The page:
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I'm working through Jacobson's Basic Algebra I, and I have a question about Exercise 3 in Section 0.2. The first part asks the reader to "Show that $ S \xrightarrow{\rm \alpha}T $ is surjective if and only if there exist no maps $ \beta_1, \beta_2 $ of $T$ into a set $U$ such that $\beta_1 \ne \beta_2 $ but $\beta_1\alpha = \beta_2\alpha$."

I'm not sure that this is correct if $U$ has only one element. For example, let $S = \{0, 1\}$, $T = \{0,1,2\}$, and $U = \{0\}$. Let $\alpha$ be defined by the graph $\{(0,0), (1,1)\}$. Then $ T \xrightarrow{\rm \beta}U$ given by the graph $\{(0,0), (1,0), (2,0)\}$ is the only map from from $T$ to $U$. Thus there are no distinct maps $\beta_1, \beta_2$ from $T$ to $U$ such that $\beta_1\alpha = \beta_2\alpha$, and yet $\alpha$ is clearly not surjective.

I am open to the possibility that I am missing something.


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What is actually meant is that there is no set $U$ and no maps $\beta_1,\beta_2$ of $T$ into $U$ such that $\beta_1\ne\beta_2$ but $\beta_1\alpha=\beta_2\alpha$. – Brian M. Scott May 1 '12 at 3:23
Maybe it would help to write an equivalent form for the $Q$ in this $P \Leftrightarrow Q$ statement: for every set $U$ and maps $\beta_1, \beta_2\colon T \to U$, $\beta_1 \circ \alpha = \beta_2 \circ \alpha$ implies $\beta_1 = \beta_2$. – Dylan Moreland May 1 '12 at 3:24
I'm not sure "uniqueness of left inverses" is accurate here. What Jacobson is actually talking about is right cancellation for surjective functions. That is, $\alpha$ is surjective if and only if it can be cancelled on the right: whenever $\beta_1\alpha=\beta_2\alpha$, we have $\beta_1=\beta_2$. But a surjective function has a left inverse if and only if it is bijective. – Arturo Magidin May 1 '12 at 4:38
Thanks for fixing the subject, Arturo. You're correct. – David May 1 '12 at 22:03
up vote 1 down vote accepted

In order to show that the characterization is false, since your $\alpha$ is not surjective, you would need to show that even though $\alpha$ is not surjective, the condition is satisfied.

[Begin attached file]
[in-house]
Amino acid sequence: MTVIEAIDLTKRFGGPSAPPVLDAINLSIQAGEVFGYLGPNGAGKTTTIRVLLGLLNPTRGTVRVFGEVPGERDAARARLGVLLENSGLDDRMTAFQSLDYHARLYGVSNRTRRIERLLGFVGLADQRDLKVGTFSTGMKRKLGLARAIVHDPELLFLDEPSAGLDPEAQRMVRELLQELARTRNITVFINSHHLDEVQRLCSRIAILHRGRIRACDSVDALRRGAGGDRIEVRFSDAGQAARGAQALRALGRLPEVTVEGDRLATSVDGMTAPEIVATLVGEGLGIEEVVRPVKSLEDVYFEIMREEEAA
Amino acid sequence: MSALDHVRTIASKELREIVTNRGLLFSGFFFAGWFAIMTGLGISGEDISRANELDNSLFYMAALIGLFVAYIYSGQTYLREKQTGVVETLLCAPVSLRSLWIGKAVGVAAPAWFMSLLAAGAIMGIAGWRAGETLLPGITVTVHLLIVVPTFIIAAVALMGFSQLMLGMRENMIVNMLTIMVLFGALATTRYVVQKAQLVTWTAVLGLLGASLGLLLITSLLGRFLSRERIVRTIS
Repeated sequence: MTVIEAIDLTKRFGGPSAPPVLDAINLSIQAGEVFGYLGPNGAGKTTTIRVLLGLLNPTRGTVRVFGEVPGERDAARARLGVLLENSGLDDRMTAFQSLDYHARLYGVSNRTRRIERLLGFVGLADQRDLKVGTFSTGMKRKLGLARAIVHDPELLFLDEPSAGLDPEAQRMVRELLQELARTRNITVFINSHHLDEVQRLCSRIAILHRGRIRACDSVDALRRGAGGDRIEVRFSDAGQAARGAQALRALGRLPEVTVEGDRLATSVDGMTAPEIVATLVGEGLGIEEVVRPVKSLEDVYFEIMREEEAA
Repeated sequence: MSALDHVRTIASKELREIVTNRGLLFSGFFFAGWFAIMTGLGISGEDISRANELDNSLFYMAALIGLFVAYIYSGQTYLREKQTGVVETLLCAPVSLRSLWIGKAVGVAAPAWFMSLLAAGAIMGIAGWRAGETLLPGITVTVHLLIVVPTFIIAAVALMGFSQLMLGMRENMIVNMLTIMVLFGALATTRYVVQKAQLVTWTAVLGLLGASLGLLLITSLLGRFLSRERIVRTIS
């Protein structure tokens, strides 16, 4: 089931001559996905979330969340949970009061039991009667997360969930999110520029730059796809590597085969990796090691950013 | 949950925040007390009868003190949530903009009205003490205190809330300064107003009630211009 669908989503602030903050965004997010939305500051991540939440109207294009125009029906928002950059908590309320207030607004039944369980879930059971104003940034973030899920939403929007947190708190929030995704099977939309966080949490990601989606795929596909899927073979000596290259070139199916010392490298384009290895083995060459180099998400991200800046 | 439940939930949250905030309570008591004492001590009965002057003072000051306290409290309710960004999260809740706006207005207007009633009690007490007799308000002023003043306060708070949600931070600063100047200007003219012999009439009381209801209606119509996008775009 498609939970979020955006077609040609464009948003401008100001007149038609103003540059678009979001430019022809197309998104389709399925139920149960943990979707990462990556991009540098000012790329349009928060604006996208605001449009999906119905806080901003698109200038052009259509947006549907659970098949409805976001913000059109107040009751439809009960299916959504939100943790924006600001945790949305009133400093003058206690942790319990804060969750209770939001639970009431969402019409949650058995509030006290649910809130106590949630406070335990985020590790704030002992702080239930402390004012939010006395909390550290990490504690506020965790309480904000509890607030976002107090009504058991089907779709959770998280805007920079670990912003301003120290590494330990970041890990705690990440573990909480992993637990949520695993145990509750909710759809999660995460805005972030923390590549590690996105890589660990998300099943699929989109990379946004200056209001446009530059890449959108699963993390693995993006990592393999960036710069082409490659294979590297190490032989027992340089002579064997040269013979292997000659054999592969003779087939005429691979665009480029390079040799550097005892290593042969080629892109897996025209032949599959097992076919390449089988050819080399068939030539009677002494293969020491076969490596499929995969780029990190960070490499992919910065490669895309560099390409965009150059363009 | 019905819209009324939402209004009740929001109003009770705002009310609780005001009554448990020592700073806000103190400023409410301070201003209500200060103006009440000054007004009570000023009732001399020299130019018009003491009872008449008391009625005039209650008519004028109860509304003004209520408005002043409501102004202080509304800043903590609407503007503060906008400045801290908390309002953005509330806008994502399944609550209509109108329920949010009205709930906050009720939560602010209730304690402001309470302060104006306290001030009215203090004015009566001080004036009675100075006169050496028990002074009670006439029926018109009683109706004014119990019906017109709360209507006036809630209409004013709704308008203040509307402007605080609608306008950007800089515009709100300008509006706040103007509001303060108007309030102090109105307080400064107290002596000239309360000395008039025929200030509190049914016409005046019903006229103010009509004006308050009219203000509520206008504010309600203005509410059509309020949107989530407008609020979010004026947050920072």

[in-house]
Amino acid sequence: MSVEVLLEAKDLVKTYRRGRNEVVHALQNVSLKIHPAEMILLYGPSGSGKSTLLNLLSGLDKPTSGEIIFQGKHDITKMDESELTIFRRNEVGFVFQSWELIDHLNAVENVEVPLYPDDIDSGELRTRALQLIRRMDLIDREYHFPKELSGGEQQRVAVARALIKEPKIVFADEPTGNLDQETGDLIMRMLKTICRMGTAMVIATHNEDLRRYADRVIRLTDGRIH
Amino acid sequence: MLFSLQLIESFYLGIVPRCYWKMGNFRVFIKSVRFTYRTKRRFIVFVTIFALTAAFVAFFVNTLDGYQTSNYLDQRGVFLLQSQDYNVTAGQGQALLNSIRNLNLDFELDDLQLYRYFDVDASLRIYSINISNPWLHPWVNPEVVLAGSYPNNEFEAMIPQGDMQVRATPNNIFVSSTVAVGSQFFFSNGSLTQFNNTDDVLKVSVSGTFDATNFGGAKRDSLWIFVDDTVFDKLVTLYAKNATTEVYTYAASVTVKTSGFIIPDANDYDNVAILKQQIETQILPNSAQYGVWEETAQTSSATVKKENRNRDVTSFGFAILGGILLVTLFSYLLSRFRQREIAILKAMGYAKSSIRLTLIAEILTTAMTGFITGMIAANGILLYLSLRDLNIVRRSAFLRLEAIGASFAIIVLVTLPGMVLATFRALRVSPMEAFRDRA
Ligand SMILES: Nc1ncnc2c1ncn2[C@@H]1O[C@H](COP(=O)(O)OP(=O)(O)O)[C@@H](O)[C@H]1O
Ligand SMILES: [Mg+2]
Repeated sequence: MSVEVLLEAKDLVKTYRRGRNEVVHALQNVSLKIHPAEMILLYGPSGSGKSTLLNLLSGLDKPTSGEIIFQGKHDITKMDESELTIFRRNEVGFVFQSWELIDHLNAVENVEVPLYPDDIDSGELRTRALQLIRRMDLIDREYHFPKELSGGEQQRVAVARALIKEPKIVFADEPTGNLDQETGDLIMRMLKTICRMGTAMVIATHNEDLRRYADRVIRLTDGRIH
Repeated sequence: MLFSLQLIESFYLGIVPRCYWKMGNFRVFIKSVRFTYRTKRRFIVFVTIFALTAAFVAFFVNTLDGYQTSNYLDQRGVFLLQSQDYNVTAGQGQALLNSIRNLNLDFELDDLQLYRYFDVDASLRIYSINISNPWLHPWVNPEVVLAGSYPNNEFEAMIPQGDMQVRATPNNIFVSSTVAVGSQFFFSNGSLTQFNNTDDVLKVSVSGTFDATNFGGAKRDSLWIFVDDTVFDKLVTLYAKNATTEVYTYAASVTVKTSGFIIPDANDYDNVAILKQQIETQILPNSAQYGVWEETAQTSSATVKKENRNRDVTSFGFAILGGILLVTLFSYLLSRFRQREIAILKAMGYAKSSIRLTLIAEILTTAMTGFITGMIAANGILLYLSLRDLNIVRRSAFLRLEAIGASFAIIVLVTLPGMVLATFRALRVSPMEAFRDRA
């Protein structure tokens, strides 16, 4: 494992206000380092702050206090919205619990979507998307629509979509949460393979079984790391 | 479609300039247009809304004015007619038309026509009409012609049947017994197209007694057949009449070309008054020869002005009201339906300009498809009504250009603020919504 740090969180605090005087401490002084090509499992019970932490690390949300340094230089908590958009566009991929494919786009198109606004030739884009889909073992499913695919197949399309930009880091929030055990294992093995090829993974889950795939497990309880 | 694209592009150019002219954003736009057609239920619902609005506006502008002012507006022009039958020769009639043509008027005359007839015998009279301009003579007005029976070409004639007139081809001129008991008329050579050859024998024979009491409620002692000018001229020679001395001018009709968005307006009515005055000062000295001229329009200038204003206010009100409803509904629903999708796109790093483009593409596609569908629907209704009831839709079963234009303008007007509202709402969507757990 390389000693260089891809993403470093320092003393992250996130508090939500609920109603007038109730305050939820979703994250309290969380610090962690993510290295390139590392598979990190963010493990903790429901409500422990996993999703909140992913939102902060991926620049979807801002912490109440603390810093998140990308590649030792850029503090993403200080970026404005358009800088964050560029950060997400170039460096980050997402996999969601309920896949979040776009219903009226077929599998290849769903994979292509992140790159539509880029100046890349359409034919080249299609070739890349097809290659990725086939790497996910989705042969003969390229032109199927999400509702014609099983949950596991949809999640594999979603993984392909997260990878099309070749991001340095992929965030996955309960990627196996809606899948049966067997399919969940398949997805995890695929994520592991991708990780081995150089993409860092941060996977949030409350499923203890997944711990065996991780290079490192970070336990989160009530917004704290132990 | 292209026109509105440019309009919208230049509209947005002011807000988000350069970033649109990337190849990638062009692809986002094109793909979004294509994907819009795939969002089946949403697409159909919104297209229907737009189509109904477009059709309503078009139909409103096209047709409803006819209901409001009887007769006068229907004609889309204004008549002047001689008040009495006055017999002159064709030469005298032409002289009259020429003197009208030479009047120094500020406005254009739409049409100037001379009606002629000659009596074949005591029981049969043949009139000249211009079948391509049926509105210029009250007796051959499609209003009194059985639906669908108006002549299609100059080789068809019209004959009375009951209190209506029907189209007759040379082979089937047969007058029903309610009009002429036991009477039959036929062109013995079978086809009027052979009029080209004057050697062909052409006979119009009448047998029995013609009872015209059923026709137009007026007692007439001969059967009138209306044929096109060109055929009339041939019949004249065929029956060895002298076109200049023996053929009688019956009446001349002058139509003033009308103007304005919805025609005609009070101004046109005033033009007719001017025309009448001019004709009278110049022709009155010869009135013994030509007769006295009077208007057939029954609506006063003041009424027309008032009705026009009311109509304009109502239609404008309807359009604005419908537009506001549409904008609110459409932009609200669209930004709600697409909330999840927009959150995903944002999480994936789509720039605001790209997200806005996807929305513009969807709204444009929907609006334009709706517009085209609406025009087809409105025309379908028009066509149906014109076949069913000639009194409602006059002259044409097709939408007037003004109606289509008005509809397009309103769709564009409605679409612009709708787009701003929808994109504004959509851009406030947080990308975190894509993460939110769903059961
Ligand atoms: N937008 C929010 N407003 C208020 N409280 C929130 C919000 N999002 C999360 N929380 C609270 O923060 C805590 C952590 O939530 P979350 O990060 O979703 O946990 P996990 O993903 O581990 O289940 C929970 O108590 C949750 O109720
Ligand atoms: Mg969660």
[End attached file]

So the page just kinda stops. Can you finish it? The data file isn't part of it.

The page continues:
So you would need to show that there does not exist a set $U$ and a pair of maps $\beta_1,\beta_2\colon T\to U$ such that $\beta_1\circ\alpha=\beta_2\circ\alpha$ and $\beta_1\neq\beta_2$. Equivalently, that for all sets $U$ and all $\beta_1,\beta_2\colon T\to U$, if $\beta_1\circ\alpha = \beta_2\circ\alpha$, then $\beta_1=\beta_2$. Your $U$ is an example of a set that does this, but it does not establish that $\alpha$ has the desired property: you've just come up with one example that works, but the condition requires you to prove that for every choice of $U$ and every choice of $\beta_1$ and $\beta_2$, you have $\beta_1\circ\alpha=\beta_2\circ\alpha$ implies $\beta_1=\beta_2$. (That would show that $\alpha$ satisfies the condition, even though it is not surjective).

(In short, the condition negates the existence of a set $U$ with a given property $P$, which means that the condition is actually a universal statement about all possible choices of sets $U$, since $\neg(\exists U (P(U))$ is equivalent to $\forall U (\neg P(U))$. You've come up with one example of set $U$ for which $\neg P(U)$ holds, but an example does not prove a universal statement.)

And in fact, for your choice of $\alpha$, you will not be able to do this: pick $U=\{a,b\}$. Let $\beta_1\colon T\to U$ be given by $\beta_1(0)=\beta_1(1)=\beta_1(2)=a$, and let $\beta_2\colon T\to U$ be given by $\beta_1(0)=\beta_2(1)=a$, $\beta_2(2)=b$. Then $\beta_1\circ\alpha = \beta_2\circ\alpha$, but $\beta_1\neq\beta_2$.

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Thanks Brian, Dylan, and Arturo. I believe you're all saying the same thing, which is that my understanding of the quantification of U in the problem is incorrect. I'm now convinced that you are correct. – David May 1 '12 at 22:06

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